Gifts from my Tribe

So much is happening it’s hard to find time to write here at the moment. Life is wonderful. Everything is taking off. My mind is so clear and so full of ideas and connections. I’m having to be careful around overwork – being driven and destroying my new found health is a particular vulnerability of mine. So I’m matching my work week to Rose’s as much as I can. Working when she works, coming to bed when she does, getting up with her in the mornings. Not only is it helping to get us both back more in sync with each other, it’s forcing me to take much more time off than I would otherwise. This is making me very, very efficient when I do work, and thrillingly happy to be having time for fun, family, rest, reflection, and pour some of this energy back into my family, friends, home and garden. I’m so well at the moment, and so happy.

Two really wonderful highlights of the past weeks have been gifts. I was taken to see Cirque Du Soliel’s Totem as a Christmas gift by my best friend. It was stunning. What an experience! And the most perfect rejoiner to my visual artist lecturers who have imbibed the modern visual arts obsession with ambiguity – in their words, giving space for the audience to come to their own conclusions about a work and bring their own perspective to it. In the words of media tropes: “real art makes no sense”. This is a major point of difference between my own art and the kind that gets my lecturers excited, I am intending the clearly communicate meaning. I want my art to make sense to my audience. It’s challenging at times to love a kind of art that’s not wildly embraced where you study art. Totem was beautiful, clear, emotive, moving. Great art can be very clear indeed. It doesn’t have to be, but it certainly can be. That feels wonderful.

The other wonderful gift was a shed. Combined birthday and engagement present, this is absolutely wonderful. Just look at it!

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We haven’t even really started to fill it yet, but already it feels like I’m living in a new house, there’s so much more space indoors. My two bedroom unit fits myself, my partner Rose, our three cats, our medium sized dog, our combined book and DVD libraries (which are considerable), all the paraphernalia for my face painting business (which has henna kits, glitter tattoo kits etc), all the belongings of each of my networks: the DI, the HVNSA, and Homeless Care SA, the library of books related to each of those networks that I loan out, and my art studio, and all our baby items including a fairly significant collection of baby clothes, baby carriers and wraps, a fantastic huge pram and bassinet, a change table (also really appreciated gifts!) etc etc etc. It’s rather a lot.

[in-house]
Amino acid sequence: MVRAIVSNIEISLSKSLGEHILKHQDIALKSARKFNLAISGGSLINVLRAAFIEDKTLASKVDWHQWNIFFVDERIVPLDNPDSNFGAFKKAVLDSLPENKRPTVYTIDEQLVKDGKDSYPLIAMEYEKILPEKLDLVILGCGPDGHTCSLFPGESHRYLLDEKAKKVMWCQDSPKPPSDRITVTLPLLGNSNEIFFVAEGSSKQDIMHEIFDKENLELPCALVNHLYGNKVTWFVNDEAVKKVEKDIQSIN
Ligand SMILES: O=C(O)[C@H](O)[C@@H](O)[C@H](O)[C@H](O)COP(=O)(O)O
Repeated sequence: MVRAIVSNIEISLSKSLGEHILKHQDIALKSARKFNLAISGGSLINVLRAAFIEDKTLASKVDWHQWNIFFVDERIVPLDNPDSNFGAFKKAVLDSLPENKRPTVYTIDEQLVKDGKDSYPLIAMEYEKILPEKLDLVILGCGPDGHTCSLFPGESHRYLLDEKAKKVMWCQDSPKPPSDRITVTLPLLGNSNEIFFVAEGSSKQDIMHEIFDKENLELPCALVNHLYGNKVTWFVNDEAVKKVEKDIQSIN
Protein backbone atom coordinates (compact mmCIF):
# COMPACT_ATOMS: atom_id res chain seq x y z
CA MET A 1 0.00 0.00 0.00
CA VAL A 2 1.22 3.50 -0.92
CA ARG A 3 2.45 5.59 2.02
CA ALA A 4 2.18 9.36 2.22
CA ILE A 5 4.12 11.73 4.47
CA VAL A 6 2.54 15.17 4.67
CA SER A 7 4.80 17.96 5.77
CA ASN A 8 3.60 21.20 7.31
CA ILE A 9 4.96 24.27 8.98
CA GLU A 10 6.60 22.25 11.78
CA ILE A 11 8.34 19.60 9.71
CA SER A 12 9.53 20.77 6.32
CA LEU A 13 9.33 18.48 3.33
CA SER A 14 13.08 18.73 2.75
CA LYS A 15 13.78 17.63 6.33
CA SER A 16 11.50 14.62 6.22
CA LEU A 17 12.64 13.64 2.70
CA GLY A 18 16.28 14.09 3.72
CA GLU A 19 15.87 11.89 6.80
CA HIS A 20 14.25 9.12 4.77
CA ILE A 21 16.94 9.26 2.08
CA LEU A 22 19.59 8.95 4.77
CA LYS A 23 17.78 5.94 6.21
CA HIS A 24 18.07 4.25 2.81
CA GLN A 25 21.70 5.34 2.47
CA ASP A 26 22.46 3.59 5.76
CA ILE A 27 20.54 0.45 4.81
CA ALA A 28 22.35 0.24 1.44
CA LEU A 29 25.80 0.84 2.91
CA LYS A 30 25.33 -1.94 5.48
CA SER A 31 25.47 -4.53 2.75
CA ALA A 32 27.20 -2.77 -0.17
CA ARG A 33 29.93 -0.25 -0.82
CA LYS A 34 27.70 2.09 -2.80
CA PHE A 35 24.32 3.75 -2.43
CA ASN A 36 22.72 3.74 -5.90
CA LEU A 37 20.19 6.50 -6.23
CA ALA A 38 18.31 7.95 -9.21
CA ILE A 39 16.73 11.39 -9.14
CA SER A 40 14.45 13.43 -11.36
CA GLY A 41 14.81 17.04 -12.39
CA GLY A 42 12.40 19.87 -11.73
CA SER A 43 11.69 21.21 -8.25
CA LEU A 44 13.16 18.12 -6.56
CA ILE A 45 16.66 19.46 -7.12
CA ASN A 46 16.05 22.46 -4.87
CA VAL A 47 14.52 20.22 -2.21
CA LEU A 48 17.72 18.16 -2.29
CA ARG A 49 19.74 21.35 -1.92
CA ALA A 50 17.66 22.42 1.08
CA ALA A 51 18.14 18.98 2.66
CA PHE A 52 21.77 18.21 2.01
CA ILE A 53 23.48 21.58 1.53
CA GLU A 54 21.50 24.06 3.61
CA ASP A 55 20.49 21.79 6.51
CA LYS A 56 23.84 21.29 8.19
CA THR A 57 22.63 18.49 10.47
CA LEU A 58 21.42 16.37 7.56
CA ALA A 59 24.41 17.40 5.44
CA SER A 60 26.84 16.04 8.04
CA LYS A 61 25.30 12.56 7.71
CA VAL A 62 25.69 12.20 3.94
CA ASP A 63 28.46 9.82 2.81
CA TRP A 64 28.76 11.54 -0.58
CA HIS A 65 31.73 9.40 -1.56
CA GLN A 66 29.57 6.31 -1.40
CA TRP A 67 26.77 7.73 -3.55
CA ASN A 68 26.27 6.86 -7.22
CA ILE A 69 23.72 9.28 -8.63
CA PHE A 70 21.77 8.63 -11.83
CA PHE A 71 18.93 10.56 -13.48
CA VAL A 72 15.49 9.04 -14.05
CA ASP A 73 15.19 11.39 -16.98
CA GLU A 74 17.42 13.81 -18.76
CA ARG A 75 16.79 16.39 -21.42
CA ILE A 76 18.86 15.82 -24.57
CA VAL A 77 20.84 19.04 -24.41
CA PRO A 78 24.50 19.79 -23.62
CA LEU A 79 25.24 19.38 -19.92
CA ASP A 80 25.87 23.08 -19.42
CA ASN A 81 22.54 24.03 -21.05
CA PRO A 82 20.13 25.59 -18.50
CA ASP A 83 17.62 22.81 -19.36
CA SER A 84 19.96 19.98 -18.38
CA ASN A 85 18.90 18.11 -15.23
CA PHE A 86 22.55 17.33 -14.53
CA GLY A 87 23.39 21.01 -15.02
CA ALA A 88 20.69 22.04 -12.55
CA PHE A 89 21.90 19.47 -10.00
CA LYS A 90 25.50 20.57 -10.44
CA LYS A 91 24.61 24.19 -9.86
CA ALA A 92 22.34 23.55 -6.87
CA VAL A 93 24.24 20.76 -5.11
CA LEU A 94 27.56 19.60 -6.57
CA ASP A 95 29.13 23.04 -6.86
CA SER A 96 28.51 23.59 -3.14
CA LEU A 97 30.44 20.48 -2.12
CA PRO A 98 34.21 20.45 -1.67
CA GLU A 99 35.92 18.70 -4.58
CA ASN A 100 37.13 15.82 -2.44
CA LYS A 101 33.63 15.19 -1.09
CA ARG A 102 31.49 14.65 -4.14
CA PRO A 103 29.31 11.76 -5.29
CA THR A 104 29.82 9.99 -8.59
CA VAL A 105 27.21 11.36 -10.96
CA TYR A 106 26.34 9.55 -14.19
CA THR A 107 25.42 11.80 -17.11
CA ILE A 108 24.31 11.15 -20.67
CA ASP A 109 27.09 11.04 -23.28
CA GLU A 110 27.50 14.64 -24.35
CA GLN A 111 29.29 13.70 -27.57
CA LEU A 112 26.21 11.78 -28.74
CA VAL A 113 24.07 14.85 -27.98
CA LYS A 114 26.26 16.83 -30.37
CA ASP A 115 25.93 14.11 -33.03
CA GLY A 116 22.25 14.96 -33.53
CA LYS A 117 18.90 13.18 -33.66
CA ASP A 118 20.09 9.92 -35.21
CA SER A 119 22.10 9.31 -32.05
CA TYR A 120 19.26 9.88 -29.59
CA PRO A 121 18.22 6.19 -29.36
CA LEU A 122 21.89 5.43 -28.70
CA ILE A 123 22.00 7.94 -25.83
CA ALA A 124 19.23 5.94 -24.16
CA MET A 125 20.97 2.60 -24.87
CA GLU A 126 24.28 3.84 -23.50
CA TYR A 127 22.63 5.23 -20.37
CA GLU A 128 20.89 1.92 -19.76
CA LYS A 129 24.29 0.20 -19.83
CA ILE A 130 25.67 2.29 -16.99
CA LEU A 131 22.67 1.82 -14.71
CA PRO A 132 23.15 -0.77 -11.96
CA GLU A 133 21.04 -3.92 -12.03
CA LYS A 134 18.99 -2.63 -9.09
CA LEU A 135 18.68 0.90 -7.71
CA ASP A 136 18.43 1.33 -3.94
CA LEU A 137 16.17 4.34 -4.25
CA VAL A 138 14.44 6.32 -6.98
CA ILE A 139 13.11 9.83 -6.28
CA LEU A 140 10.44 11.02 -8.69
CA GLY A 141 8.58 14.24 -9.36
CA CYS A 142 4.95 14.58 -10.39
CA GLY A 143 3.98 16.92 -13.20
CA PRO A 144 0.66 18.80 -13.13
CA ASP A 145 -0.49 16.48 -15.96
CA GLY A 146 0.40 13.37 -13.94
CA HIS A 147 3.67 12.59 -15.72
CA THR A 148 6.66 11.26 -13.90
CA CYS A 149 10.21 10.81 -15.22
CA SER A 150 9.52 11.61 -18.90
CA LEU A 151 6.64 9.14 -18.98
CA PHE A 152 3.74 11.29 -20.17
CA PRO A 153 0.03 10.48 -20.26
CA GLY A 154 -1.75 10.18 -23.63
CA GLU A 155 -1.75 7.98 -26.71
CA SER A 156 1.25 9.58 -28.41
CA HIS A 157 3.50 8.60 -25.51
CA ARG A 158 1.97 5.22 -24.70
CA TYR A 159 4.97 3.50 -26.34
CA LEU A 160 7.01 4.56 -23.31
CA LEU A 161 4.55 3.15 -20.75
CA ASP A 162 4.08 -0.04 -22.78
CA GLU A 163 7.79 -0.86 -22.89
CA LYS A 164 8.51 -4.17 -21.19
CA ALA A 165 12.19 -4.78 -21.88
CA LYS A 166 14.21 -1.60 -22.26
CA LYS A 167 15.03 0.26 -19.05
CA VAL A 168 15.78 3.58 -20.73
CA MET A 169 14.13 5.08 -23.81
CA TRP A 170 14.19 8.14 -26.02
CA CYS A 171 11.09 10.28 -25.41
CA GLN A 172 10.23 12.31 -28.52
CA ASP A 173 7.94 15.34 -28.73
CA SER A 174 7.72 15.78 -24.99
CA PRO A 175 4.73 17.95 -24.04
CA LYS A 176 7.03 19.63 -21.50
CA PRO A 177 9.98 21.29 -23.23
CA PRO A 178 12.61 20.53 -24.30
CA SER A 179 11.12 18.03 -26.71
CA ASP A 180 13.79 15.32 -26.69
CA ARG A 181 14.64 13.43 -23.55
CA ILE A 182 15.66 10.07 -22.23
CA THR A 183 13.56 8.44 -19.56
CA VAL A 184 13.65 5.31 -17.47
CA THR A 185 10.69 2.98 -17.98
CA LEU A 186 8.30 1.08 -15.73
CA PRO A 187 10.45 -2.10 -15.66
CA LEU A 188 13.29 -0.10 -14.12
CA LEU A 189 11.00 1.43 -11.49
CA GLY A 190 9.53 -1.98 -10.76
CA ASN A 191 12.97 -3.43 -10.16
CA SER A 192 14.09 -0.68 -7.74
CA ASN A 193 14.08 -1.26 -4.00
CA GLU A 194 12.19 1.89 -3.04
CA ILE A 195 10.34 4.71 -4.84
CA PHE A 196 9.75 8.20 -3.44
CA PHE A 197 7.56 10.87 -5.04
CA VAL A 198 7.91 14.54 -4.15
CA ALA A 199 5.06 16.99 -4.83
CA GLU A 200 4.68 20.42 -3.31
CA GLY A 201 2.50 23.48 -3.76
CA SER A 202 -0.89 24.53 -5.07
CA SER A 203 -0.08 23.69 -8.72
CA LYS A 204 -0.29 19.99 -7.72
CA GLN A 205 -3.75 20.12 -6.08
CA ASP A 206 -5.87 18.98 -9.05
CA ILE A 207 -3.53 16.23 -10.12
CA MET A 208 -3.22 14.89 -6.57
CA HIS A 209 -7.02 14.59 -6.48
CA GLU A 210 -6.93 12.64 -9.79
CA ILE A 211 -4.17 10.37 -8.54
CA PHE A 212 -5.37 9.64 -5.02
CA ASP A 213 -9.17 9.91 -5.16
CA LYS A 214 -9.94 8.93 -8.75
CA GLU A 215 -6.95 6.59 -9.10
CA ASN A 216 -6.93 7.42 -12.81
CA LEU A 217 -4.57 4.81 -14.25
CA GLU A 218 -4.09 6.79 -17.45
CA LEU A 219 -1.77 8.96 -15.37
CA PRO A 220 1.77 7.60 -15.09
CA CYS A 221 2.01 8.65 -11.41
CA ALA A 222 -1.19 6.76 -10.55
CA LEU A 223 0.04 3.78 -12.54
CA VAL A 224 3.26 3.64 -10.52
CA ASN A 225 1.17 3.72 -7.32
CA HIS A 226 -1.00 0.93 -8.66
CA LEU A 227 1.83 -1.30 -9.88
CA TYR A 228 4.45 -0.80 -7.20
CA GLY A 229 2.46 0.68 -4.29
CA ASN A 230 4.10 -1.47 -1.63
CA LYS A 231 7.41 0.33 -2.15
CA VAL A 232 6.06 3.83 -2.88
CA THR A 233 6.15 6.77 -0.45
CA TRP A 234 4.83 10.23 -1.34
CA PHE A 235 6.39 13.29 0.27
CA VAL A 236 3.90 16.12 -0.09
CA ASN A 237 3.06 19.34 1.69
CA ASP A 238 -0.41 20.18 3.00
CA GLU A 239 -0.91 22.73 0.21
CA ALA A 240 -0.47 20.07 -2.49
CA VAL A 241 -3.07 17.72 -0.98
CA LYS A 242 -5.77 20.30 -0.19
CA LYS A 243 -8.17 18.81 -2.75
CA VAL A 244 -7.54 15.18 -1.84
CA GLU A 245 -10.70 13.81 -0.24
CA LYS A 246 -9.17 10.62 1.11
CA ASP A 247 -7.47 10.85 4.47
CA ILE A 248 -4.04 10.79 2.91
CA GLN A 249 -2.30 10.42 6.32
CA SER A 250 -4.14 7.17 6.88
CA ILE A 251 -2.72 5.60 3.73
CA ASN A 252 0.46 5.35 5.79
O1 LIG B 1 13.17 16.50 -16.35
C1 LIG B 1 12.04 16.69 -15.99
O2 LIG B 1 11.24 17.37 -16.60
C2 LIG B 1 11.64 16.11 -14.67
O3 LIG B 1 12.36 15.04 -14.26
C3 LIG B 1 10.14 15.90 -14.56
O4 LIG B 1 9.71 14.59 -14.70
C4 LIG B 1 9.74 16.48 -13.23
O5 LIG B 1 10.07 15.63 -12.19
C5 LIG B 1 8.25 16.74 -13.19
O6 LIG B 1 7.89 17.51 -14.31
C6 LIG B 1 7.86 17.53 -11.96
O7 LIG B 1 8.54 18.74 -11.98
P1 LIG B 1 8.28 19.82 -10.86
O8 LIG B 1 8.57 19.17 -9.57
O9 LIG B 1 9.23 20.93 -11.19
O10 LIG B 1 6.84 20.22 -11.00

With this extra shed I have room to start breaking down the mess, compiling what isn’t needed in the house itself, sorting camping supplies, packing away tools, all sorts. I’m thrilled. I’m tackling the house but by bit and it’s wonderful. The kitchen functions. The floors are easy to clean with our new vacuum cleaner (another fantastic gift for my birthday). The lounge has heating and cooling. There’s a whole shelf of board games for our game nights. It’s the most wonderful home.

This is the tribe I’ve been talking about. I’ve been so lucky with such support. There are friends who listen and give me great advice on bad days, people who send me money so I can pay for fuel or plane trips to conferences, friends who pass on items they don’t need anymore like their beautiful pram, people who share their ideas and experiences, share my passion for the networks, include me in training, help me find the people I need to get my projects off the ground… This is much bigger than just me, now.

I gave my recovery story talk to the Tafe students again this week. It was wonderful. I told them about being so alone in the world that when my car broke down there was not a single soul to call for help and no money for the RAA or a taxi. I abandoned my car and walked home, sick and in terrible pain, alone in the dark and very afraid. And look at me now. I have a tribe. They are generous, loving, caring people, and we look out for each other. I’ve been there for them, some in little ways and some in big. I’ve looked past bad first impressions or things I thought were weird about them and they’ve treated me with the same grace. Some relationships are closer than others, some are easy and some more complicated. Together, we are so strong.

I could disappear, into work. Into study, busyness, into important things, important meetings, important people, the doing. And my heart would wither and my health would fade. There must be being also. There must be time to sit and laugh, or cry, or reflect. I’m not good at using health wisely, I’m very out of practice. I’ve so rarely had any! But I’m determined not to just work, not to miss out on my life, miss out on my people.

I found out the other day that a friend is in Intensive Care with kidney failure. I can’t visit, I haven’t heard anything back from her family. I don’t know if she is going to pull through. She’s in my thoughts every hour. She’s the most amazing person, her story is incredible, so much wisdom, so much patience and compassion. She’s very dear to me. I’ve always wanted to ghost write with her, to tell her story to a wider audience. I hope, deeply hope, that I one day get the chance. I miss her already.

This is my life, and I don’t want to miss any of it. It’s extraordinary.

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